bel air

Bel Air in the Fog


Sunday morning, Josh and I went for a drive and had breakfast out. He was driving and quickly learned to handle my sudden screams of "Stop!" He never even complained. This is one of the resulting photos. 

I love to drive around in the morning with no destination in mind. I never know what I will find.


lake experiment

Foggy lake
Lake Experiment 1


Do you ever get inspired to try out new techiques in your photography? I am always in pursuit of some hidden or undiscovered photography knowlege. I am convinced that after years of experience, I still have a lot to learn.

During a recent foggy morning outing, I decided to experiment with low contrast images. My goal was to create images that were recognizeable (no abstracts) while at the same time, use a minimal number of tones.


Foggy lake experiment
Lake Experiment 2


This is a new approach to landscape photography for me. The images certainly lack any sense of drama. On the other hand, they have a serenity and calmness to them that stands out. While they were shot in color, black and white seemed to be the way to go. I made the conversion from color in Aperture, adding 15% sepia to the images in the process.


Foggy Lake Experiment
Lake Experiment 3


Sometimes the value of an experiment is in the learning that the process triggers. Other times, it's in the end results. For me, I am pleased with the results in these images. It's taken me some time to get used to the low contrast tonality of the images. However, I am beginning to think that they can stand on their own. They certainly bring a new look and feel to landscapes. I think the emotional content has changed as well. I suppose that you could say that they have grown on me.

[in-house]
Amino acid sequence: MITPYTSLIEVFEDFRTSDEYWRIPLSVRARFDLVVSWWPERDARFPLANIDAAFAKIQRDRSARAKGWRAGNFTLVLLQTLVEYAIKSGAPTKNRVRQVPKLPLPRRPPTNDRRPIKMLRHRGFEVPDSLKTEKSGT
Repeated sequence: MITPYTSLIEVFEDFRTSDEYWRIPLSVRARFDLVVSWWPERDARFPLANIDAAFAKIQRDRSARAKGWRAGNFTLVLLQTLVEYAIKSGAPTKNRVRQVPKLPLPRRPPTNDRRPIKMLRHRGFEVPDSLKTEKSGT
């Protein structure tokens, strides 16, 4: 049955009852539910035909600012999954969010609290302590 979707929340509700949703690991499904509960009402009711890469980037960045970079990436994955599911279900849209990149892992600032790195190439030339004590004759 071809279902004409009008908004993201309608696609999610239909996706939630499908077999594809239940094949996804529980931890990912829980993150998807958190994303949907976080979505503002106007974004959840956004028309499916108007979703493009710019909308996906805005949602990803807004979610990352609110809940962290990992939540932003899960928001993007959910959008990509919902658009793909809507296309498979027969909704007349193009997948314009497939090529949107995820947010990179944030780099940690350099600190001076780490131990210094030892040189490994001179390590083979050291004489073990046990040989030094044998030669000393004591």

What do you think about the results of the experiment? Would you take this approach to your landscape images? What recent photography experiments have you conducted?


uncomfortable mo

Irrigation 1


I have a friend named Mo. It is one of Mo's pleasures to create photographs that make the viewer uncomfortable. I don't know why, but then, I don't know why she is named Mo either. However, Mo's delight in uncomfortable images has gotten me thinking about this image that I took a couple weekends ago. It makes me uncomfortable.

I don't like to be uncomfortable looking at my own images. I tend to want my photos to embrace me with comfort. I want my eye to flow smoothly into the image and rest on the subject without any effort at all. I work hard to make that transition from reality to the image as smooth as possible. 

After giving the photo some thought, I believe that what throws me off in this image is that the irrigation system recedes to the left, away from the center of the image, instead of towards the center of the image.


Irrigation 2


In this second image of the same irrigation system, I framed the photo so that the irrigation system recedes towards the center of the photo. I am much more comfortable with this image than the first. I also like the parallel lines formed by the edge of the road and the edge of the plowed field. Comfort and balance. Peace with the world. 

I don't know which image is the better image from a technical standpoint. I don't really care. I do know that I prefer the comfort of a balanced image. Evidently, I don't want to work too hard when looking at a photo. I will leave that to Mo. Me? I am a lazy viewer.

the watering trough

Watering Trough


If you know me, you know that I never tire of the simple scenes and images of rural life. This picture is a perfect example. No animals, no machinery, just the side of a barn, a watering trough, a fence and, a foggy landscape. When I look at this image, I can hear the silence brought on by the fog and I can feel the cool, crisp, and damp morning air.

As simple as the scene is, the red wall seems to take away from the watering trough. I wondered if I could simplify the scene even more and place the focus squarely on the water.


Watering Trough B&W


And, it seems that I could. The B&W conversion neutralizes the red wall while bringing your eye to the water's surface. Simplicity… simplified.